J.Pozuelo-Monfort, MSc candidate in economic development at LSE.
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Mitchell Orenstein (1998)
· The problems of Russia – its overnight transformation into a world center for narcotics distribution and money-laundering.
· Well-ordered market economies depend upon strong, legitimate, and liberal state institutions.
· Russia may never bounce back to a law-abiding equilibrium if corrupt, criminal structures are established during the current “Wild East” period of capitalism.
· This article will argue that the dominant method of neo-classical economic reform in the world today –shock therapy- has actually contributed to the prevailing atmosphere of lawlessness in contemporary Russia.
· Shock therapy’s methods of lawlessness from above cannot engender respect for rule of law from below.
· Neo-classical economists have come to agree that strong legal institutions facilitate development. If this emerging consensus is correct, then economists need to seriously reconsider the fundamentals of their previous transition strategies. If building liberal state institutions is crucial, then why support deep cuts in public sector wages for judges and police? Why advocate and participate in the use of extra-legal means to achieve radical reform?
· You can continue reading more of Orenstein’s thoughts by following this link.
J.Pozuelo-Monfort’s comments:
Russia represents how the west made repeated mistakes with the so-called shock therapy, that aims at establishing capitalism in former communist countries in a way that does not incorporate representatives of the society, in a way that imposes more than seeks a consensus, in a way that demonstrates its inefficiency and wrong-doing.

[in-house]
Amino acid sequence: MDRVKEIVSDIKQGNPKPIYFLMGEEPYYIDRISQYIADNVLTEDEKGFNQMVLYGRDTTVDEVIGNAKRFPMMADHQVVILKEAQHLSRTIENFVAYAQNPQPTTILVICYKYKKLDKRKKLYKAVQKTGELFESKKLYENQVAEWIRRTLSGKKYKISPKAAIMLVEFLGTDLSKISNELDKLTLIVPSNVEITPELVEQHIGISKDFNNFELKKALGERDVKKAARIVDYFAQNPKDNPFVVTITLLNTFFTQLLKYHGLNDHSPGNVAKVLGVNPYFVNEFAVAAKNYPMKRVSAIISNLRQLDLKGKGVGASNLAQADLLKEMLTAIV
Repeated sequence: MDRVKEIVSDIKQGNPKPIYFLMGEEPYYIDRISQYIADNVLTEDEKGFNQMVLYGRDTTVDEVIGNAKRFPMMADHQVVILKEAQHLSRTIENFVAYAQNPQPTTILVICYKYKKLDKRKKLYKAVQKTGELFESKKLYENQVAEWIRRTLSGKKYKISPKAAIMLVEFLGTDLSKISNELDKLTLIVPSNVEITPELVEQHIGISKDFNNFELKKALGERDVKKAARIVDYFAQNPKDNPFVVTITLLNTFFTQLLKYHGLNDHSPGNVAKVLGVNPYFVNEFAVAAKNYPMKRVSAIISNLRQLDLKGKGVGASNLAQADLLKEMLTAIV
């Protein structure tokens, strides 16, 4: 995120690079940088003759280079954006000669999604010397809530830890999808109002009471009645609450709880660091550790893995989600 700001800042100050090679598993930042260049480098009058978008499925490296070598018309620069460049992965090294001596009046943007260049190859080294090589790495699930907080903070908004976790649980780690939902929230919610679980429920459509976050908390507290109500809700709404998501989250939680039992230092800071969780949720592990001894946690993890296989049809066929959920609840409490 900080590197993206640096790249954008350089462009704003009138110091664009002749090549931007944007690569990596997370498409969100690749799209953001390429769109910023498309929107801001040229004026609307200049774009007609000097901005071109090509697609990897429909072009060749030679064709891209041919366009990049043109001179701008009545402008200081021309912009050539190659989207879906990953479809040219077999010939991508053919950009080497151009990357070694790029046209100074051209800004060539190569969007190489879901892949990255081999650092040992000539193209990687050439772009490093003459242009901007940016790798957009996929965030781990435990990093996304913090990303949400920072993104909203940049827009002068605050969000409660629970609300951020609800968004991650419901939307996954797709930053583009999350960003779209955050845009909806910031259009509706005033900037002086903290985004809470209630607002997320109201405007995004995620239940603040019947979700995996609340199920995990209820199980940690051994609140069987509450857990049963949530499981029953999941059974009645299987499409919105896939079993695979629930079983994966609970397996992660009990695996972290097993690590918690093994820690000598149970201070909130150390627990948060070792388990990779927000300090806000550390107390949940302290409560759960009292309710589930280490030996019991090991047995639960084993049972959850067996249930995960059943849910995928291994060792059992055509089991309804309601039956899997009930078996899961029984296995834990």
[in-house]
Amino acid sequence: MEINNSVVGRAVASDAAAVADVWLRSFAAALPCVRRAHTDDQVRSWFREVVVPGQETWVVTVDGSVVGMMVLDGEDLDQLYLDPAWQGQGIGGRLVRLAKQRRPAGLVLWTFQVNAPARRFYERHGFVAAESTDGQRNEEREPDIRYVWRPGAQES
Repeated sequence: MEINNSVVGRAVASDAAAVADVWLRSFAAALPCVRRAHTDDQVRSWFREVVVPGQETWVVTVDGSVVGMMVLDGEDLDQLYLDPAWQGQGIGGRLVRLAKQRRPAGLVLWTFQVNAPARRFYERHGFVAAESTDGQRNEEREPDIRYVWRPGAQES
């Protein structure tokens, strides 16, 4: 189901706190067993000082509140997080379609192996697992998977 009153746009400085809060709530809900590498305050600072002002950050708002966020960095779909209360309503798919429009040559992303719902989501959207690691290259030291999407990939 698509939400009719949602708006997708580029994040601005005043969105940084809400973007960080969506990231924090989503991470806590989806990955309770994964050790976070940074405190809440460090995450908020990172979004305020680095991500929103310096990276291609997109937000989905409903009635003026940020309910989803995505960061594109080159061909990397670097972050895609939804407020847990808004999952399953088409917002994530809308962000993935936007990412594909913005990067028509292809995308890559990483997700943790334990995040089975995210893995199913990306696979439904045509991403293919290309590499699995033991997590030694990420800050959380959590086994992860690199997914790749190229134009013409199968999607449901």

Neoclassical capitalism does not work without strong institutions that are able and capable of securing law and order, of securing equal rights for each individual. Neoclassical capitalism does not work without a serious and paced transition from a rudimentary, bureucratic system, to a market economy. Neoclassical capitalism is not the de facto standard and Russia proves, one more time, that democracy is beyond capitalism, that the rights of the people are before te monies of the more powerful, that the hungry investors from the west should wait, should have mercy, should allow developing countries to move up the ladder, before entering the financial markets of emerging countries agressively, before short-term speculating against currencies, against commodities.
Let’s once and for all put the people first. A controlled transition is more a guarantee of success, that an accelerated transition that only drives to the misallocation of resources to the more greedy and better positioned oligarchs.
Let’s once and for all put the people first. The people.

· In an essay published last year, Aslund showed why he thought a rapid move to free markets would stamp out crime. Aslund argued that the root causes of crime in Russia are economic.
· Political-sociologists working in the Weberian tradition. In their view, crime represents a failure of state institutions, not of markets. Crime can only be prevented by strong state institutions, which are not likely to be created by market demand.
· Two prominent scholars writing in the Weberian tradition argue explicitly that Russia should have focused on building its democratic state institutions before launching a program of radical market reform exactly because, in the Weberian analysis, strong states necessarily precede well-ordered markets.
· The problem goes beyond Russia. It goes to the very heart of shock therapy, a strategy for radical economic transformation that has been implemented across post-communist Europe and Latin America since 1985.